I remember, as a seventh grader playing in the symphonic band, being excited because our band director had just handed out the sheet music to “Oye Como Va.” I didn’t know it at the time, but this ground-breaking song, originally written by Tito Puente, propelled the iconic Carlos Santana to stardom and single-handedly defined an entire sub-genre of rock music.
Now if you shudder at the concept of 12 and 13 year old boys and girls playing hard-driving latin rock with clarinets and trombones and flutes and trumpets, then you know what was to be inevitable. Our hapless band director would count out the tempo, then the entire band—driven by the hormonally-imbalanced adrenal glands of the drum section—would launch into the song about three times faster, five times louder, and sixty eight times sloppier. There was simply no way to stop the acceleration when we tried to play this song. It was like jumping out of an airplane—at the downbeat, gravity would simply take over, and we would free fall head first into terminal velocity. I remember at one point, our fuming band director threw his baton down in unbridled frustration and stormed out of the band room.
One of the concepts that music students naturally have a hard time with is the rest. A musical rest is an interval of silence with a specific duration, and can last a single beat or less, to several or more measures. Unless a musician knows how to “play” the rests, a song will implode into cacophony. You see, music is defined as much by what notes you don’t play as what you do play. And when you play or not play them as well. And there is a lesson to be learned in this metaphor.
The concept of rest comes originally from the book of Genesis. God’s creation was poetically spoken into existence in six days, and God rested on the seventh day. The Hebrew concept of the Sabbath, a weekly day of abstinence from work in order to rest and worship, is derived from this. In today’s modern age, sabbaticals are often granted by corporations, universities, and religious organizations, and extend from just a few weeks to a year.
Of course, the concept behind the concept is that we were hardwired by God to both work and rest in regular intervals. We are not unlike music in this way.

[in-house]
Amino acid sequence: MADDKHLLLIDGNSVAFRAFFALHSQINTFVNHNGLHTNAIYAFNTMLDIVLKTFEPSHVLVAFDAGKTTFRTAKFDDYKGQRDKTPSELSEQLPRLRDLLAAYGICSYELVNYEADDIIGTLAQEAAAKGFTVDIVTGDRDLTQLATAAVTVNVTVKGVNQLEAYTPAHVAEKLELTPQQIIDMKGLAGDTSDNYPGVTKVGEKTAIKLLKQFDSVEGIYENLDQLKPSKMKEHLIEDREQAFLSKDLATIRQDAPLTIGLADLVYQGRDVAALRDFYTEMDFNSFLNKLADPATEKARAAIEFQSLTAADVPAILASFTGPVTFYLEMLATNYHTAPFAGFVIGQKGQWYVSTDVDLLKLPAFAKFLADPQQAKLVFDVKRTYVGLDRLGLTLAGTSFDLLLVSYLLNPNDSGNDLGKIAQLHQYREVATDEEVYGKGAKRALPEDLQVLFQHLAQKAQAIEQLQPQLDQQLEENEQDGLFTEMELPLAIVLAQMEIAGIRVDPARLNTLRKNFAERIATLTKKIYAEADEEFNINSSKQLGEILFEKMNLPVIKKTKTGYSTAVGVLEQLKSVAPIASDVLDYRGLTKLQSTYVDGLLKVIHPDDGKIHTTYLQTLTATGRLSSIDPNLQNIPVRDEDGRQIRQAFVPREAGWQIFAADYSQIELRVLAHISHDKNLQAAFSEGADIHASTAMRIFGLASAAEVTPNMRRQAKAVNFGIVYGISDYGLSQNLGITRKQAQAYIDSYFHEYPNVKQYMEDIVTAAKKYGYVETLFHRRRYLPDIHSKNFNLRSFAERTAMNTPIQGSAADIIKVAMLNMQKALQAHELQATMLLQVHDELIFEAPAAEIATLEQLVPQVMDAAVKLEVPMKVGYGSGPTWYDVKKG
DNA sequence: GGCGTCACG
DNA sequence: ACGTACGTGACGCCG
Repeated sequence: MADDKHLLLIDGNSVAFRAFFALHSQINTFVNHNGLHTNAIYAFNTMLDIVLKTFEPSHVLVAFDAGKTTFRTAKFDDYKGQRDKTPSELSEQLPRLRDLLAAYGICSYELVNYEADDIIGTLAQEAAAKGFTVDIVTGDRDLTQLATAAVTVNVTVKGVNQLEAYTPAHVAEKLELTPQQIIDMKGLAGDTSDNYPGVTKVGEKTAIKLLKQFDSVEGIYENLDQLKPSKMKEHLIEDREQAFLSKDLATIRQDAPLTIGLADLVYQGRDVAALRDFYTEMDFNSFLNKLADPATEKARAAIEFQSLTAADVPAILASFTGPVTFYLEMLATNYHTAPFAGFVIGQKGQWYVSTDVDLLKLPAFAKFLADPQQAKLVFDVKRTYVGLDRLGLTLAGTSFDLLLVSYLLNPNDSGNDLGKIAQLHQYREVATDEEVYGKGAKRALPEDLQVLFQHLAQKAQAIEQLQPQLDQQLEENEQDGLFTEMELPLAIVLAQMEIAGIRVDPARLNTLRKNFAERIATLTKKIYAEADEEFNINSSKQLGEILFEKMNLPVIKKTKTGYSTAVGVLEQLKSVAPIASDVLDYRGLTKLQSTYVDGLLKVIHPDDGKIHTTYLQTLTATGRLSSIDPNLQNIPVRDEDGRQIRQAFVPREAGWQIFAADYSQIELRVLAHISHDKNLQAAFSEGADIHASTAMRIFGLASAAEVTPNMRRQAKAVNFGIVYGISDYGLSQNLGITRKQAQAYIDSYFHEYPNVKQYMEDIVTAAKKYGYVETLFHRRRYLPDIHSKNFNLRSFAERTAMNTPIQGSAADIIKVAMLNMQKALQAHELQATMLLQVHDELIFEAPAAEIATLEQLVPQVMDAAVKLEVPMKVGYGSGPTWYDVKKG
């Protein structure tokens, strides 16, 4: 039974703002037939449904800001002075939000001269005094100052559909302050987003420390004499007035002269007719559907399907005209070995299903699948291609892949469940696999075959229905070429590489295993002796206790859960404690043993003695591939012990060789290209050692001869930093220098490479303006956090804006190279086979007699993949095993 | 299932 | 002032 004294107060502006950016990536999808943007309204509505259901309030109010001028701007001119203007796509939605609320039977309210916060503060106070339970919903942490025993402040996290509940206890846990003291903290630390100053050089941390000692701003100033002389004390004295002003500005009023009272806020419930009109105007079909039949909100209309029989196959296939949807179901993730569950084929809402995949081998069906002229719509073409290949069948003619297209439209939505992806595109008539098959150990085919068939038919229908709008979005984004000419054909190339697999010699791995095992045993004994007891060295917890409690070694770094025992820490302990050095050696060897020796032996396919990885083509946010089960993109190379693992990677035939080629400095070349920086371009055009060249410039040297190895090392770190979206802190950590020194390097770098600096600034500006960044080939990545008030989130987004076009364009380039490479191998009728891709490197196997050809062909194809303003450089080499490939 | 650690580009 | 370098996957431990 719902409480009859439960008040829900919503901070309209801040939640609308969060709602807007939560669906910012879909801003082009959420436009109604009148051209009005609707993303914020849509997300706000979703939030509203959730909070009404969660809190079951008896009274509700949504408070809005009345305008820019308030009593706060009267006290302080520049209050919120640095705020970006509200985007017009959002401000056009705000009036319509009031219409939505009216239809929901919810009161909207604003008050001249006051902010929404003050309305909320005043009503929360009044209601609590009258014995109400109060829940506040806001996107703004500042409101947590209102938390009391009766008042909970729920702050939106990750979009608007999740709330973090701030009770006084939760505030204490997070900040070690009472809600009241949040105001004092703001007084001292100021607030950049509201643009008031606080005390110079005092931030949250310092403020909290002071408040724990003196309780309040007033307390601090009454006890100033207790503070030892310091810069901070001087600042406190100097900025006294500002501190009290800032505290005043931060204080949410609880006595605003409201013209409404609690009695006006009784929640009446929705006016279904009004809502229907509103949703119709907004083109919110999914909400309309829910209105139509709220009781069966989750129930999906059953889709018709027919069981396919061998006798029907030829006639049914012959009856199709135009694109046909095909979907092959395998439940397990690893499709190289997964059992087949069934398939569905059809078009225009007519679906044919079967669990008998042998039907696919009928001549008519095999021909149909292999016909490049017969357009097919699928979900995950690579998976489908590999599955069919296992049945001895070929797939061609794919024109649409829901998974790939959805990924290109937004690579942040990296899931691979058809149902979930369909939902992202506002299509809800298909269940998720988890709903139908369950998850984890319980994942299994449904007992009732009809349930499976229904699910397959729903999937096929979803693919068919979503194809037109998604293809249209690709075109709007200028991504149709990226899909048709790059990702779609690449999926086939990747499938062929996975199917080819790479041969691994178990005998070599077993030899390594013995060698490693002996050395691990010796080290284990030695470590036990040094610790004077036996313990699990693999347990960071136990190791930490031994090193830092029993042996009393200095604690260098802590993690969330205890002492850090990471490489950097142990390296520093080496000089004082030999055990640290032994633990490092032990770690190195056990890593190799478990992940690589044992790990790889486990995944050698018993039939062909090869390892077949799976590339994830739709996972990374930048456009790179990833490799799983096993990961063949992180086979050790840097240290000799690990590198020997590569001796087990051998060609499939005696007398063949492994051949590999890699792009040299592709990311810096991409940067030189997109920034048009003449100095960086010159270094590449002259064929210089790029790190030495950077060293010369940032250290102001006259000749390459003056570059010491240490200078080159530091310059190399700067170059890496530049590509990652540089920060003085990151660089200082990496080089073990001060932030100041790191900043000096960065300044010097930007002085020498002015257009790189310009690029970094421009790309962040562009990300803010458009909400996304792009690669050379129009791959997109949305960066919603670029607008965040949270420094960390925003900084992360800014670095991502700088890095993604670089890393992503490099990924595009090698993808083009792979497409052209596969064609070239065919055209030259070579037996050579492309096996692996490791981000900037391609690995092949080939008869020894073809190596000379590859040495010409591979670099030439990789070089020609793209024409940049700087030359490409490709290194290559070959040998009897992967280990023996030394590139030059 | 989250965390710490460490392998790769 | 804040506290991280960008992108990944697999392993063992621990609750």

The word “rest” has implications, not just physical but emotional and spiritual as well. To rest your body. To rest your soul. To rest in Him. In a perfect world, we should purposefully schedule times of rest into the cycles of every day, every week, and every year.
As we enter into this summer, I encourage all of you—especially artists of faith—to play the rests. To set your life not to your own tempo, but to the tempo of the music that God is playing in your life. May we learn to both play and be still, to acknowledge both the sound and the silence, the notes and the rests.
Interestingly, the phrase, “Oye Como Va,” has two different meanings. It can mean, “Hey, how’s it going?” but along with the musical response, “mi ritmo,” it can also mean, “Listen to how my rhythm goes.” (“Oye como va mi ritmo.”)
May we all learn how to live in the rhythms of God’s grace.
[Photo Credit: dankreider. Pixabay.com.]
Note: Okay, I realize that I probably put that song in your head now. If I did, bang it here to actually listen to it.
6 thoughts on “Learning To Play The Rests”
Brother Manuel, this was a refreshing way to start my day. I am in Croatia right now leading a Proclaim Bluegrass band as part of a week long festival to tell the good news “by all means”. Like the lines of a fugue, it is important for us to remember that the moments of “inactivity” or silence are just as important as the main menus of frenzy. Thanks for this reminder as our adventure begins.
God bless you Jim, and all who are in Croatia with you.
Reblogged this on Plasso and commented:
This is, quite possibly, the greatest thing I’ve ever read.
I appreciate your generous use of hyperbole!